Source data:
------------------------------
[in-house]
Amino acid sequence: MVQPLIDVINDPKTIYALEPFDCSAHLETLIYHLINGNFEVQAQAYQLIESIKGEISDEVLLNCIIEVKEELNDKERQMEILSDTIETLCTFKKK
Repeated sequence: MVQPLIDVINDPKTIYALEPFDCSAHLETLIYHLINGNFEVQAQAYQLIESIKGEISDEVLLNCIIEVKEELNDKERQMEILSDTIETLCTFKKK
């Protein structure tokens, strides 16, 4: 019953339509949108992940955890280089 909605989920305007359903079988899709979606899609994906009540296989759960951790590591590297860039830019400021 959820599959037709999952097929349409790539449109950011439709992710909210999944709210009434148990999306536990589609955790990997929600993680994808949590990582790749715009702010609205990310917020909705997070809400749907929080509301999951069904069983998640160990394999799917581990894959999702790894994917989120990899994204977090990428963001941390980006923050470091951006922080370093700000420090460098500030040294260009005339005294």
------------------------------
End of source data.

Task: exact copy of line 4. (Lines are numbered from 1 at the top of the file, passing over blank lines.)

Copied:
């Protein structure tokens, strides 16, 4: 019953339509949108992940955890280089 909605989920305007359903079988899709979606899609994906009540296989759960951790590591590297860039830019400021 959820599959037709999952097929349409790539449109950011439709992710909210999944709210009434148990999306536990589609955790990997929600993680994808949590990582790749715009702010609205990310917020909705997070809400749907929080509301999951069904069983998640160990394999799917581990894959999702790894994917989120990899994204977090990428963001941390980006923050470091951006922080370093700000420090460098500030040294260009005339005294």